A human being is a rational animal, that is, a sentient organism with a radical capacity for conceptual thought and deliberate choice.  The capacities for conceptual thought and free choice are not directly observable by other individuals.  However, such actions in human beings presuppose sensation; conceptual thought begins with sensory experience and deliberate choice presupposes conceptual thought.  Since a human being is a particular kind of animal and an animal is a sentient organism—an organism with the capacity, at least a radical capacity, for sensory awareness—it follows that an individual that entirely lacks any capacity for sensation is not an animal, and so not a rational animal, not a human being.

One has a capacity to do something if one can do it given an appropriate environment.  One can have a capacity but be impeded from exercising it: Some factor, either internal or external, may prevent one from actualizing what one can do, given one’s internal structure or nature.  Moreover, a living being has a radical capacity for a function if it has within itself a material constitution that disposes it, given a suitable environment, to develop sufficiently to perform that function. For example, immature plants from many species lack an immediately exercisable capacity to reproduce, and yet they have the internal resources to develop themselves to the stage at which they will have all the exercisable capacities of a mature plant of their species. So, an organism has a radical capacity for a function, even if it has not yet developed the organs needed to perform that function, if it has, at an early stage of its development, the capacity, given a suitable environment, to develop those organs for itself. Thus, natural kinds are defined not only by their first-order capacities, but also by their second-order capacities—radical capacities to develop first-order ones.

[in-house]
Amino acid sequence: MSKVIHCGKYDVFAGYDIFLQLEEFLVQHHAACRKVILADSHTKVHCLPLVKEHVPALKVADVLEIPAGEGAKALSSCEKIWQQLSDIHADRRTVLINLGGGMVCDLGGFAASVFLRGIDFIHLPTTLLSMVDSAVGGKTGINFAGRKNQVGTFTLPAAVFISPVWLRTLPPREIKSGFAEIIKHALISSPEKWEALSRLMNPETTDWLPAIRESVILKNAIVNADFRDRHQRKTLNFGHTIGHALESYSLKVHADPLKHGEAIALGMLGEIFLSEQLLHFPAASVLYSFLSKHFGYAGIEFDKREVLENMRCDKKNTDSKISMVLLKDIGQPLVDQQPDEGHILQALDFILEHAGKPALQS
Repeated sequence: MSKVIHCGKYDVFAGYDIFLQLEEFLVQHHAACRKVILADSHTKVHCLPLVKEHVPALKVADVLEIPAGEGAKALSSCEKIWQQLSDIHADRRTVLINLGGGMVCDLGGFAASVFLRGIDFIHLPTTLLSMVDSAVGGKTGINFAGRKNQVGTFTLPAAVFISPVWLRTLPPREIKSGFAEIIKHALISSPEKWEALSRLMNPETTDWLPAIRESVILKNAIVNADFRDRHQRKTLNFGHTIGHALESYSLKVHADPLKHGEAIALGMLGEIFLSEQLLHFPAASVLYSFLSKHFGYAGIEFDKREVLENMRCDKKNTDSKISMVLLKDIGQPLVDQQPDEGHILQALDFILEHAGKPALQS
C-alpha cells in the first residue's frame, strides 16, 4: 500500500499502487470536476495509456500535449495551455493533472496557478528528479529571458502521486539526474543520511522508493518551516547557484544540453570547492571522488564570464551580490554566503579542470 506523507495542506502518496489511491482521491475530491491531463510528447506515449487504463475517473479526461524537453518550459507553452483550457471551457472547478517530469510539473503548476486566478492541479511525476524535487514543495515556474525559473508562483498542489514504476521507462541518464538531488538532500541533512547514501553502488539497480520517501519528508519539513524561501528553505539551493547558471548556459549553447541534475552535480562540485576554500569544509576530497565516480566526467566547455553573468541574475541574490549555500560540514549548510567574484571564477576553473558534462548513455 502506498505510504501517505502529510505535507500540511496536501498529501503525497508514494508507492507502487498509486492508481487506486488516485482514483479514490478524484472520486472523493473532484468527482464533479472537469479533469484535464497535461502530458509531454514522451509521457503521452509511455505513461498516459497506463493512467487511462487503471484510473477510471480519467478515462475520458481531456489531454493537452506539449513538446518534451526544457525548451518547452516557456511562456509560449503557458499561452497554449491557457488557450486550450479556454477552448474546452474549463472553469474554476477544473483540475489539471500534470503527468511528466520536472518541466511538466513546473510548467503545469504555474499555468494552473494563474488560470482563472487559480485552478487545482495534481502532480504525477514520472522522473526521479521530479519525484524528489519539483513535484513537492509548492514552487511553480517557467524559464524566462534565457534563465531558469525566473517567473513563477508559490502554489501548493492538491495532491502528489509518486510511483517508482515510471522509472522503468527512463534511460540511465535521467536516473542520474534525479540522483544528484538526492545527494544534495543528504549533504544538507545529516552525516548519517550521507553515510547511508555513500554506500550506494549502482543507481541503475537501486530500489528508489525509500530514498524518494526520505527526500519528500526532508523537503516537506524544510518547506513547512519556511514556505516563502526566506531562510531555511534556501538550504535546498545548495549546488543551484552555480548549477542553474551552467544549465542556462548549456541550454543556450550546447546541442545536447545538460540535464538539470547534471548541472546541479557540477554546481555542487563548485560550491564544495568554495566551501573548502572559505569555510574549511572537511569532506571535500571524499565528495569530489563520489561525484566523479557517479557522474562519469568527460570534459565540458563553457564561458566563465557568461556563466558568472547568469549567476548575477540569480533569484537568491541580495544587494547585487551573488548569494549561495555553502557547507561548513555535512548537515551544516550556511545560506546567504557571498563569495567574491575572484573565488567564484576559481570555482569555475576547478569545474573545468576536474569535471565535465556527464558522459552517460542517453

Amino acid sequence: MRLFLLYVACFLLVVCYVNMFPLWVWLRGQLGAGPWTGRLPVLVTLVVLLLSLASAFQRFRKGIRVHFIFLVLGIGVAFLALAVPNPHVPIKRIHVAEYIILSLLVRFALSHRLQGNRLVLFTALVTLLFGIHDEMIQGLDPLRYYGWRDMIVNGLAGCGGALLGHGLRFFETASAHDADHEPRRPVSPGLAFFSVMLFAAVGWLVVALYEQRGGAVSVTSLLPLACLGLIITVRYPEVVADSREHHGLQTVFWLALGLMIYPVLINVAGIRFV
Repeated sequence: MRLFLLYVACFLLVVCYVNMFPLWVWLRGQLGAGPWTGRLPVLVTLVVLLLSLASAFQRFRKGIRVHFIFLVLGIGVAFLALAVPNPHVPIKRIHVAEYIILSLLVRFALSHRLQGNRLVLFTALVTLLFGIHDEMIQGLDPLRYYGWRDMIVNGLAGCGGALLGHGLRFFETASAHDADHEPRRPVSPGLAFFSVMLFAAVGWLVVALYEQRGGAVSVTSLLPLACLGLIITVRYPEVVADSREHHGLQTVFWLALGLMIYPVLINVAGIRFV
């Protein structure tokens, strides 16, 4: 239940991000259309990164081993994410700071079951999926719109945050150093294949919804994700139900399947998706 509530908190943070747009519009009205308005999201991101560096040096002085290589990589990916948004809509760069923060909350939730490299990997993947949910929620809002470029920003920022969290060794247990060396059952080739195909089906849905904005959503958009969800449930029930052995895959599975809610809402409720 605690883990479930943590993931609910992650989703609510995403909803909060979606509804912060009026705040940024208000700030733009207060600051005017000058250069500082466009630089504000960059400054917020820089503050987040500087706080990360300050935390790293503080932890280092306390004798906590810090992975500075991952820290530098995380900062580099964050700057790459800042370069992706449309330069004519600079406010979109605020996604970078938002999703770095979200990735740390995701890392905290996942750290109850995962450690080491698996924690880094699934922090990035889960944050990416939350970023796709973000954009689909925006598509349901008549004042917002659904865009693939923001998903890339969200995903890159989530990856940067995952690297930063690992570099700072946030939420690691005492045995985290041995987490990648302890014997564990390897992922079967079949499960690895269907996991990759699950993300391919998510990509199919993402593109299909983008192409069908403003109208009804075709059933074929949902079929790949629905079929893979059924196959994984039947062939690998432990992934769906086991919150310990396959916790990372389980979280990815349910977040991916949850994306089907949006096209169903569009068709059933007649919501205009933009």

Human embryos do not have the immediately exercisable capacities for conceptual thought, deliberate choice, or sentient operations such as seeing, hearing, imagining, and so on.  But human embryos have within themselves the material resources—the genetic and epigenetic composition and structure—to develop themselves to the stage at which they can perform all of those types of actions.  Therefore human embryos have the radical capacity for sentient and rational actions and so are human beings.

But if a living being lacks altogether a capacity to sense—that is, if it lacks an immediately exercisable capacity to sense and lacks a radical capacity to do so—then that living being is not a sentient being, and so is not an animal.  However, a brain-dead body lacks altogether a capacity to sense, and therefore is not an animal, and therefore not a human being.  Such a body could sense only if it had a brain; for, if it were an animal, a sentient organism, it would be a mammal, and a mammal cannot perform sentient functioning without a functioning brain.  (A human embryo does not have a brain, but it has the capacity to develop a brain and so a human embryo has the radical capacity to sense, and so is an animal, indeed a rational animal.)

It might be objected that, since the human being is composed of body and rational soul, the soul might still be present, informing the body, even though the whole being (the body-soul composite) is no longer capable of sensory operations.  However, granted that the human being is composed of body and soul, the soul can be present—inform the matter—only if the matter is proportionate to that sort of soul.  In a human being the matter (or bodily parts) must be disposed to have capacities whose actuation provides sense experience suitable to be data for conceptual thought (and thus acts of will).  Otherwise, although the body might be disposed to constitute a living thing, it will not be disposed to constitute a living thing of the sentient and rational kind.  A living being is a thing with a certain nature; and this thing with a certain nature is a thing characterized by a capacity for certain types of operations.  So, if the organization of the matter—its parts—is not apt for this whole’s performing, or moving to perform, the actions that characterize a given nature, then that whole is not a thing of that nature.  With total brain death the bodily parts are no longer capable of participating in a sentient action (and lack a capacity to develop such a capacity), and so cannot ground a capacity for sentience; so the thing composed of these bodily parts is not a rational animal.